Our initial group of fifteen Menopause Goddesses were completely unprepared for the sh*tstorm of the Change. (You can read our whole story in Becoming A Menopause Goddess.)
The Big M started for most of us in our 40’s (though it can start as early as the 30’s for some women. Shocking, I know!)
I still hear from readers around the world who are caught completely off-guard by the advent of perimenopause. By the time a woman is in the full throes of the change, it can be a challenge to try and learn what to do, how to cope when you’re hot and cranky and your brain doesn’t work.
If you are a woman 40 years of age or older, now’s the time to educate and prepare yourself. I’m not kidding about this. Many women suffer worse symptoms during perimenopause, the supposed lead-up event, than they experience at or after menopause.
I’ve often wondered how to start the conversation. Along came Heather Wright with her book What’s Happening to Me Now? Subtitle: The Facts of Life, As A Woman in your 40s (Straight Talk About Perimenopause).
Heather’s book is funny, concise, and shines a light on the weird changes of perimenopause. It’s a short-and-sweet guide to perimenopause: what it is, what symptoms might show up, what to do to help yourself through it. She even discusses particular perimenopause issues for women with disabilities when dealing with healthcare professionals. I learned a term – “disability castration syndrome”. Yes, it’s a thing.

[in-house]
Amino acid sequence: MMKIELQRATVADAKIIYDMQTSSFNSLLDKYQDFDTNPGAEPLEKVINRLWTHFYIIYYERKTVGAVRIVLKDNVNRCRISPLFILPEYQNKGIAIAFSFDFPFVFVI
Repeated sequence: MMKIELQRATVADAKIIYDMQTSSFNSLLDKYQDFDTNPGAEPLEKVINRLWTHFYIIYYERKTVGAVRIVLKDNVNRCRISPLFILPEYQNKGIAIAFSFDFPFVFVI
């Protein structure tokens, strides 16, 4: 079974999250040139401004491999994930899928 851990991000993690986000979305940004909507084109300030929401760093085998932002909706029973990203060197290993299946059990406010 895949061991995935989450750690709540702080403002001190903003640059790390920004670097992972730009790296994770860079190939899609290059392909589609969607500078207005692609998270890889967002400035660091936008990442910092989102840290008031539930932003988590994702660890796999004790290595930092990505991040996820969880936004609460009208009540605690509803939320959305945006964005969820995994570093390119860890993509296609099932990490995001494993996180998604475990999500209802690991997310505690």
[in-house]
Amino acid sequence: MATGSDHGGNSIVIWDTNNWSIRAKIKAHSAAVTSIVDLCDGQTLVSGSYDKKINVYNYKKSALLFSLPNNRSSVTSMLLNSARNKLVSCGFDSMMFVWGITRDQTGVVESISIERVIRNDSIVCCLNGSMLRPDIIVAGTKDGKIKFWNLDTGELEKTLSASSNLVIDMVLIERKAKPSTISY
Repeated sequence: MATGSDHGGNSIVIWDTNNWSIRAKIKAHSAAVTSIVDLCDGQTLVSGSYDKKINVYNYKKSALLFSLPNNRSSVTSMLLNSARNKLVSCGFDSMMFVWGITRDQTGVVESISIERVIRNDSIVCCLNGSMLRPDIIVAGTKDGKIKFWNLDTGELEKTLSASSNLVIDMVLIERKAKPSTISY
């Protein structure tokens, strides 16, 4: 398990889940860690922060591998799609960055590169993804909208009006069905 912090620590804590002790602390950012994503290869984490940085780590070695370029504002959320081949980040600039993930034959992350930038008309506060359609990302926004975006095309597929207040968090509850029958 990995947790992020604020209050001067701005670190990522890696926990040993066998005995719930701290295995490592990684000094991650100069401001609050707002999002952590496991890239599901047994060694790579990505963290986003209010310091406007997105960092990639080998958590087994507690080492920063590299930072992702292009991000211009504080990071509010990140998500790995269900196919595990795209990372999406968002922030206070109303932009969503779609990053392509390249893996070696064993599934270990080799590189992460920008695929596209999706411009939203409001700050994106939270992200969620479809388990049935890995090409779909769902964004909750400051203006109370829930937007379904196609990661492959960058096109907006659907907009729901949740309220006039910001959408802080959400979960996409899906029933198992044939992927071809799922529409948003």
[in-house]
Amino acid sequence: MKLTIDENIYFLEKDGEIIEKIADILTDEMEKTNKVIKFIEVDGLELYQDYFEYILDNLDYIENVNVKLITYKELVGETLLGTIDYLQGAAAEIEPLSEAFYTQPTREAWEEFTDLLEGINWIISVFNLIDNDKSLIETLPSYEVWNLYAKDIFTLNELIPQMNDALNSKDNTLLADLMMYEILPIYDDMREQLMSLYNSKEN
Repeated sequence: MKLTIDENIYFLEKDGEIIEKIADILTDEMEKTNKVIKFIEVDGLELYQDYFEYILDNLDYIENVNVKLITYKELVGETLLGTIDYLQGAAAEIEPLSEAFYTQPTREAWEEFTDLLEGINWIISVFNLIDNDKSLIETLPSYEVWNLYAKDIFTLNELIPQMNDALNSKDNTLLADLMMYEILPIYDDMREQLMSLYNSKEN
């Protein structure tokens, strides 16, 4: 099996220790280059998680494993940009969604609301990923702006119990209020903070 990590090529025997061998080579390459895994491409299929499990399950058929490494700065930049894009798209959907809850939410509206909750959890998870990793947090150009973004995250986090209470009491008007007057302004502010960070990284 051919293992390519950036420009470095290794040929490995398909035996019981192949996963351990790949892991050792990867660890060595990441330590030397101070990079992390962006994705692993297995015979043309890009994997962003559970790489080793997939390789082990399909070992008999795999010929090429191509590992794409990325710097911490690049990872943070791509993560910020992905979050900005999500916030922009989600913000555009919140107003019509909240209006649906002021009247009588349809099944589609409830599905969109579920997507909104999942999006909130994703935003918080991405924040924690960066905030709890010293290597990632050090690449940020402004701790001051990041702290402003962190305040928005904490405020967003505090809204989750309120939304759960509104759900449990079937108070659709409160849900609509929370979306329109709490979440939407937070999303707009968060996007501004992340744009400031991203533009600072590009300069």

And Matilda McCormack-Sharp’s illustrations add whimsy and diversity to the conversation.
So, goddesses, think about this book as a Christmas gift for daughters, younger co-workers, any woman just entering her 40’s. Or you, if this describes you or you are still in the throes of perimenopause. We want an easier transition for the goddesses in training. Happy holidays! Click here to buy the book!
I’m 47 and don’t think I’m in peri yet .Is perimenopause really as bad as the stories I’ve read .There doesn’t seem to be any positive stories about it
While there are indeed horror stories about perimenopause and menopause, some women sail through with little to no symptoms. Do your best to cultivate a healthy lifestyle in the meantime. And we are here if you need us. Good luck!
I wish I had begun reading about perimenopause while I was in my 30’s. Menopause continues to not be spoken about at gatherings and seems to still be somewhat of a taboo topic. I remember when I was about 44-45 noticing that I suddenly developed anxiety after a couple of glasses of wine. You describe the Instant Replays – this is exactly what was happening. I thought I was just going crazy and up until this year, now that I am 49, did I begin to think this might be connected to menopause. How I wish I had researched earlier as I would have saved myself great grief wondering what was wrong with me. I spoke to my doctor, who checked my hormone levels, told me to try B12 & B6 and that was the end of the conversation. I have begun to speak out with work colleagues and many are experiencing the same symptoms. Thank you for creating this site and sharing. Understanding that what I am experiencing is a normal and awful part of life does make me feel better.